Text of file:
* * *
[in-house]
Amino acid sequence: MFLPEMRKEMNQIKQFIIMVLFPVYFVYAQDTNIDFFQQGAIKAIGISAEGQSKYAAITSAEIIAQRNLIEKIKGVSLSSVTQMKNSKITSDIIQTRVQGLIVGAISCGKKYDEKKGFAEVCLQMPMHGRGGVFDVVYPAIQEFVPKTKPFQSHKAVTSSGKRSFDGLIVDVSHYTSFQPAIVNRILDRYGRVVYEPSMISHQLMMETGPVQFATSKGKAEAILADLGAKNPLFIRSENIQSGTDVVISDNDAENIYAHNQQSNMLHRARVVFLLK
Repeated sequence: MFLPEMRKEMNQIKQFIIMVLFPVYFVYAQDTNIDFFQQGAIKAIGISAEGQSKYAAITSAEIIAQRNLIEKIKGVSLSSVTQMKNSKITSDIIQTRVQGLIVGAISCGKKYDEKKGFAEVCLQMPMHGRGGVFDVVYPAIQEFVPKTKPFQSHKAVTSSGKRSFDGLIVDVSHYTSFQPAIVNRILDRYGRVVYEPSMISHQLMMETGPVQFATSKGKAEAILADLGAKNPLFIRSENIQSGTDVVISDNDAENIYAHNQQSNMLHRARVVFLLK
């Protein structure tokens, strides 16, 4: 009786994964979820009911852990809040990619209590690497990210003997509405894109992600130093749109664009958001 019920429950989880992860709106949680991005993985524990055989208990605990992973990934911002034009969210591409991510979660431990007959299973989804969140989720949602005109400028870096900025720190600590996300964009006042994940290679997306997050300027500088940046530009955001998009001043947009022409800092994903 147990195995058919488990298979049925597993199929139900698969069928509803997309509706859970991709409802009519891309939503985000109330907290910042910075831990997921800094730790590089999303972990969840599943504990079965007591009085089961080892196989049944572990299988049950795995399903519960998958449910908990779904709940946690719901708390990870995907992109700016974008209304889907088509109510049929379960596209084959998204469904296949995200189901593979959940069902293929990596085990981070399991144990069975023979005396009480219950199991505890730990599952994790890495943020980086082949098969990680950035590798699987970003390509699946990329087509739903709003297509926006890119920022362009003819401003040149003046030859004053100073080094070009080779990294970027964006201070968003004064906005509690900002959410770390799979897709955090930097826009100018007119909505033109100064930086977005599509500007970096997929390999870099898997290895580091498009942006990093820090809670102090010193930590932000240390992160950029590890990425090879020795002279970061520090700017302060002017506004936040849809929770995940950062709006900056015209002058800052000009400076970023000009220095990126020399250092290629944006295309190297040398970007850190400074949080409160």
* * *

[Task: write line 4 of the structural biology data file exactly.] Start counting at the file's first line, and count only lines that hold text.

């Protein structure tokens, strides 16, 4: 009786994964979820009911852990809040990619209590690497990210003997509405894109992600130093749109664009958001 019920429950989880992860709106949680991005993985524990055989208990605990992973990934911002034009969210591409991510979660431990007959299973989804969140989720949602005109400028870096900025720190600590996300964009006042994940290679997306997050300027500088940046530009955001998009001043947009022409800092994903 147990195995058919488990298979049925597993199929139900698969069928509803997309509706859970991709409802009519891309939503985000109330907290910042910075831990997921800094730790590089999303972990969840599943504990079965007591009085089961080892196989049944572990299988049950795995399903519960998958449910908990779904709940946690719901708390990870995907992109700016974008209304889907088509109510049929379960596209084959998204469904296949995200189901593979959940069902293929990596085990981070399991144990069975023979005396009480219950199991505890730990599952994790890495943020980086082949098969990680950035590798699987970003390509699946990329087509739903709003297509926006890119920022362009003819401003040149003046030859004053100073080094070009080779990294970027964006201070968003004064906005509690900002959410770390799979897709955090930097826009100018007119909505033109100064930086977005599509500007970096997929390999870099898997290895580091498009942006990093820090809670102090010193930590932000240390992160950029590890990425090879020795002279970061520090700017302060002017506004936040849809929770995940950062709006900056015209002058800052000009400076970023000009220095990126020399250092290629944006295309190297040398970007850190400074949080409160």